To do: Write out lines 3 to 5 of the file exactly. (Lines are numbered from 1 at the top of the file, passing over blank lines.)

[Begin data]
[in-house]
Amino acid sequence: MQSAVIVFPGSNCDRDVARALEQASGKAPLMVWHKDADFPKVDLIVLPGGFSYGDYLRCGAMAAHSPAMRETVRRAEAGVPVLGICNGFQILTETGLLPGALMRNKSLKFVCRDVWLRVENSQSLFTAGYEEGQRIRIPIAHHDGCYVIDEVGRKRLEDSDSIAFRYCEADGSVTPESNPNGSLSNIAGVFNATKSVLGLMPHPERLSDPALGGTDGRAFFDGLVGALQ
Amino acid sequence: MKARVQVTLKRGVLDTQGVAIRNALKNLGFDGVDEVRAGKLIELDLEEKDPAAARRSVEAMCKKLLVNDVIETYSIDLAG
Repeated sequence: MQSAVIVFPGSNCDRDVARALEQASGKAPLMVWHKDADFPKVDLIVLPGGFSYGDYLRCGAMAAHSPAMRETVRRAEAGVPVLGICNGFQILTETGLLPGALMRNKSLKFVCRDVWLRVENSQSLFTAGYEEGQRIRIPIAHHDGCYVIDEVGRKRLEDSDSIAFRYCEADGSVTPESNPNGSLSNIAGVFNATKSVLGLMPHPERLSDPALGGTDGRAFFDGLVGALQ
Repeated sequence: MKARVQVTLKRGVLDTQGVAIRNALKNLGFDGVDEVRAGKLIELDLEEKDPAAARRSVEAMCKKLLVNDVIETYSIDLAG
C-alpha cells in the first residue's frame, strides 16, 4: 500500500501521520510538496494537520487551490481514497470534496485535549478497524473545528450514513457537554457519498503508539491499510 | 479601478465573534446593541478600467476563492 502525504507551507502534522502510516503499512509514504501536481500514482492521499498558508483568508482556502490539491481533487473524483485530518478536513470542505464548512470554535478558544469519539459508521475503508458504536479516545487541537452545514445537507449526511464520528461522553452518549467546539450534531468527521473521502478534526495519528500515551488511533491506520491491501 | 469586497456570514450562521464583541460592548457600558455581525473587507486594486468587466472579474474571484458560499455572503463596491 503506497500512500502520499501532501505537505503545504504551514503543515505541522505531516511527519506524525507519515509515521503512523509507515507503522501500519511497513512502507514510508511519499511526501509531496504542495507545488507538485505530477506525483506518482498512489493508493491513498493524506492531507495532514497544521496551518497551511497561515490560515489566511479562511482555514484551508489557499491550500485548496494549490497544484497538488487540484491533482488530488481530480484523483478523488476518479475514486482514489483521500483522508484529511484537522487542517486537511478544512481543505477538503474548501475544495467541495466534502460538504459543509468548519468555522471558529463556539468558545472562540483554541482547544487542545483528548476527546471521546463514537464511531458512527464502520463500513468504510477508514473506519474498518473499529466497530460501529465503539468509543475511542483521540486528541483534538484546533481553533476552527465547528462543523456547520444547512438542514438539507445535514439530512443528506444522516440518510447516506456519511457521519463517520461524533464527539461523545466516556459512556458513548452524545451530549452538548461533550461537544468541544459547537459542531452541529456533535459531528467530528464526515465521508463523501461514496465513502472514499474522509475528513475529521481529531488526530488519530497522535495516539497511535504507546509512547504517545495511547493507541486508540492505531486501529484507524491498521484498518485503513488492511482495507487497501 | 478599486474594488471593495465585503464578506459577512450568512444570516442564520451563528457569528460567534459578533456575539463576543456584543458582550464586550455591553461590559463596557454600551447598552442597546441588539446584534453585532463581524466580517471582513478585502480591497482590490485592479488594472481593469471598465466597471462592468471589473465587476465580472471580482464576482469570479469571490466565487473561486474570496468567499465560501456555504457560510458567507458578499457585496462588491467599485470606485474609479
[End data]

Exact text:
Amino acid sequence: MKARVQVTLKRGVLDTQGVAIRNALKNLGFDGVDEVRAGKLIELDLEEKDPAAARRSVEAMCKKLLVNDVIETYSIDLAG
Repeated sequence: MQSAVIVFPGSNCDRDVARALEQASGKAPLMVWHKDADFPKVDLIVLPGGFSYGDYLRCGAMAAHSPAMRETVRRAEAGVPVLGICNGFQILTETGLLPGALMRNKSLKFVCRDVWLRVENSQSLFTAGYEEGQRIRIPIAHHDGCYVIDEVGRKRLEDSDSIAFRYCEADGSVTPESNPNGSLSNIAGVFNATKSVLGLMPHPERLSDPALGGTDGRAFFDGLVGALQ
Repeated sequence: MKARVQVTLKRGVLDTQGVAIRNALKNLGFDGVDEVRAGKLIELDLEEKDPAAARRSVEAMCKKLLVNDVIETYSIDLAG